Like other panels on the market, the Inrekor panel can incorporate internal air ducting, cable drawing and loom sets. To affix these to the panel, the core material can be manufactured with any number of static or flexible fixing points, allowing the bill of materials of all fixtures and brackets on a chassis to be reduced by hundreds of parts.
The company launched the product at an event in London where it showed a prototype of a two-door, four-seat, front-engine car chassis it built using the material, claiming that it reduced the weight of a comparable mass-produced chassis by 140kg – down from 300 to 160kg. Because of the mass reduction made possible by associated weight savings in other components of a vehicle, Inrekor believes the total weight reduction in a typical family car could be as high as 300kg.
To ensure the roadworthiness of chassis built from Inrekor panels, independent structural tests have been conducted by the Warwick Manufacturing Group and crash testing has been performed at MIRA. The MIRA crash tests, which involved subjecting the front end of the chassis to 1.3 tons at 66km/per hour, confirmed that it would meet the stringent five-star safety regulations set by the NCAP (National Car Assessment Programme).
To highlight how uncomplicated it is to design and build a chassis from the composite material, Inrekor worked with engineers at the Dorset-based Chesil Motor Company to create a chassis for a replica of a 356 Speedster, reducing its weight by 15 per cent in the process. While Morley designed the chassis from the material, as well as incorporating the suspension, wishbone systems and brakes, engineers at Chesil supplied the fibre-glass body shell that was then attached to it. The entire design and construction of the vehicle took a period of just 13 weeks.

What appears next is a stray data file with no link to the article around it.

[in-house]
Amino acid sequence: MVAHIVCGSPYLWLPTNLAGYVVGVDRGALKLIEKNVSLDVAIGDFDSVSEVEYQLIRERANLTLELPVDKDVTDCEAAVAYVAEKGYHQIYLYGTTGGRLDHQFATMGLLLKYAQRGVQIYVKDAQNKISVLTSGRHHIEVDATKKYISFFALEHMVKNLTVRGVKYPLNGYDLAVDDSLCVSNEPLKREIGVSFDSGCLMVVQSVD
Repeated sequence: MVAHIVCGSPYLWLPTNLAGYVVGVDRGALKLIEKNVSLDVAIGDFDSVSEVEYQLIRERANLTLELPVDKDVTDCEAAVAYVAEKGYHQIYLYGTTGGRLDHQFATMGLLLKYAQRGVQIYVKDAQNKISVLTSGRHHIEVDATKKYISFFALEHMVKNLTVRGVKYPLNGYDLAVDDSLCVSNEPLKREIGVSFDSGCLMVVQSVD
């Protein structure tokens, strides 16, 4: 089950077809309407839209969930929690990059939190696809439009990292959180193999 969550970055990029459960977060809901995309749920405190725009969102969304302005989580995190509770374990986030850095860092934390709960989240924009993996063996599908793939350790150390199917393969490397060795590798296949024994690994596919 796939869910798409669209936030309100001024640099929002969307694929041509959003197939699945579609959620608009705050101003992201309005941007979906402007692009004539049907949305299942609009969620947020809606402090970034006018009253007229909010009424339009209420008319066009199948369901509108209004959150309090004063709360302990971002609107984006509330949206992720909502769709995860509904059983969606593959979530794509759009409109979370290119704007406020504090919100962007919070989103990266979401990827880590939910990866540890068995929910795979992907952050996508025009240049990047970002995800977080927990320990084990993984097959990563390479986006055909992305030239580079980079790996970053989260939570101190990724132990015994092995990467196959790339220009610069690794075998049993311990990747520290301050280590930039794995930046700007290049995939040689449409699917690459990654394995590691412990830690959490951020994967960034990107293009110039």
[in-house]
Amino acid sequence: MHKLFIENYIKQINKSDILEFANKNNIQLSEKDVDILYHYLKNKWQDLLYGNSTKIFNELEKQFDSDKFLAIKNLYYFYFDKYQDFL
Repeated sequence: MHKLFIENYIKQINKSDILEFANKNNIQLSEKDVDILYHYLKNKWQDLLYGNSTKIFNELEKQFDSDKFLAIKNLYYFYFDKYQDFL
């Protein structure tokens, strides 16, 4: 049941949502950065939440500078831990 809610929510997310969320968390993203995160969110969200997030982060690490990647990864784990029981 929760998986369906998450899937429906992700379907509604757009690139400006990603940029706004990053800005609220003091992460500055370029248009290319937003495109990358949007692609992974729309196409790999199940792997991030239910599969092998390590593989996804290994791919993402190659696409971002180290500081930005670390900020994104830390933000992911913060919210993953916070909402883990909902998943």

As well as seeing a future for the material in custom and kit cars, Morley believes that its properties make it suitable for use in hybrid or electric vehicles under development at start-ups. He feels that these companies will be in the best position to take advantage of the new material.
Along those lines, he claimed that several electric vehicle companies had already approached the company to build their chassis structures after realising they could take delivery on as few as one to five chassis at a reasonable price due to the low initial capital outlay required to manufacture them.
The company has also disclosed that it is involved in two projects to build chassis for two major automobile manufacturers. While Morley was reluctant to disclose who they might be, he did say they were new vehicles that would be rolling off the production line in two-to-three years’ time.
While the company’s current projects have involved manufacturing both the panels and the chassis, Morley sees a future in which the company could simply make the panels then ship them to an automobile manufacturer in a flat pack, from which point they would be assembled in a clean environment to form a complete chassis. Such a move would mean that, rather than shipping several completed chassis in one container, 300 or 400 could be delivered simultaneously.
As word about the material has spread, so have enquires from manufacturers who have seen potential for the material outside the automotive arena.
At present, the company is tooling up its facility in Poole to manufacture containers for sensitive marine equipment found on boats.